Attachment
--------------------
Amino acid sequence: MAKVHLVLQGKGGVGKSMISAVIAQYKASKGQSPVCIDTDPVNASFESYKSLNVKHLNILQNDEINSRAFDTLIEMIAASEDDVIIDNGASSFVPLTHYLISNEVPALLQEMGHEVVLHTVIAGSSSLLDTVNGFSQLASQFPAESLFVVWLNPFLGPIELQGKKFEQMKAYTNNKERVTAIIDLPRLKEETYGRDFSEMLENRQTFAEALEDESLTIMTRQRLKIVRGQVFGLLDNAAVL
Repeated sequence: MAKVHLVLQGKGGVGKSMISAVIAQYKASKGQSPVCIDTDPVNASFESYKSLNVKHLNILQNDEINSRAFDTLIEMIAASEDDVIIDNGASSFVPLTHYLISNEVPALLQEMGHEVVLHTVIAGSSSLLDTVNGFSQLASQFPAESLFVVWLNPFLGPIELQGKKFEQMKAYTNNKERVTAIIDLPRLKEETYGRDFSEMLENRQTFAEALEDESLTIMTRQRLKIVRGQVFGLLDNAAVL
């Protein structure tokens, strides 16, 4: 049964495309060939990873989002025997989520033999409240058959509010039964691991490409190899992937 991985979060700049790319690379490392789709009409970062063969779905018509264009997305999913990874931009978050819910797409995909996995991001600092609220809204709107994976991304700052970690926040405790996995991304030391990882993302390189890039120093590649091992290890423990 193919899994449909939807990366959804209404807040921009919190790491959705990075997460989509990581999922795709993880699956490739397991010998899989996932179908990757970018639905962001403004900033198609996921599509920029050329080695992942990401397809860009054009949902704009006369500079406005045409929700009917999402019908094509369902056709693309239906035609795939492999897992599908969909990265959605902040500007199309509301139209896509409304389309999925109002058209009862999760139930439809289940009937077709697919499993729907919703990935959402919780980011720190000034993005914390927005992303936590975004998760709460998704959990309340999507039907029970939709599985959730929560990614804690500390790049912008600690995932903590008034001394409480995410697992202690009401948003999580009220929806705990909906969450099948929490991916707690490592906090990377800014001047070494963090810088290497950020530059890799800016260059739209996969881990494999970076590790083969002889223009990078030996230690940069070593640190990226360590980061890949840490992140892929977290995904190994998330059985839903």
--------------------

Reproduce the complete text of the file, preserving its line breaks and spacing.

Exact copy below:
Amino acid sequence: MAKVHLVLQGKGGVGKSMISAVIAQYKASKGQSPVCIDTDPVNASFESYKSLNVKHLNILQNDEINSRAFDTLIEMIAASEDDVIIDNGASSFVPLTHYLISNEVPALLQEMGHEVVLHTVIAGSSSLLDTVNGFSQLASQFPAESLFVVWLNPFLGPIELQGKKFEQMKAYTNNKERVTAIIDLPRLKEETYGRDFSEMLENRQTFAEALEDESLTIMTRQRLKIVRGQVFGLLDNAAVL
Repeated sequence: MAKVHLVLQGKGGVGKSMISAVIAQYKASKGQSPVCIDTDPVNASFESYKSLNVKHLNILQNDEINSRAFDTLIEMIAASEDDVIIDNGASSFVPLTHYLISNEVPALLQEMGHEVVLHTVIAGSSSLLDTVNGFSQLASQFPAESLFVVWLNPFLGPIELQGKKFEQMKAYTNNKERVTAIIDLPRLKEETYGRDFSEMLENRQTFAEALEDESLTIMTRQRLKIVRGQVFGLLDNAAVL
């Protein structure tokens, strides 16, 4: 049964495309060939990873989002025997989520033999409240058959509010039964691991490409190899992937 991985979060700049790319690379490392789709009409970062063969779905018509264009997305999913990874931009978050819910797409995909996995991001600092609220809204709107994976991304700052970690926040405790996995991304030391990882993302390189890039120093590649091992290890423990 193919899994449909939807990366959804209404807040921009919190790491959705990075997460989509990581999922795709993880699956490739397991010998899989996932179908990757970018639905962001403004900033198609996921599509920029050329080695992942990401397809860009054009949902704009006369500079406005045409929700009917999402019908094509369902056709693309239906035609795939492999897992599908969909990265959605902040500007199309509301139209896509409304389309999925109002058209009862999760139930439809289940009937077709697919499993729907919703990935959402919780980011720190000034993005914390927005992303936590975004998760709460998704959990309340999507039907029970939709599985959730929560990614804690500390790049912008600690995932903590008034001394409480995410697992202690009401948003999580009220929806705990909906969450099948929490991916707690490592906090990377800014001047070494963090810088290497950020530059890799800016260059739209996969881990494999970076590790083969002889223009990078030996230690940069070593640190990226360590980061890949840490992140892929977290995904190994998330059985839903």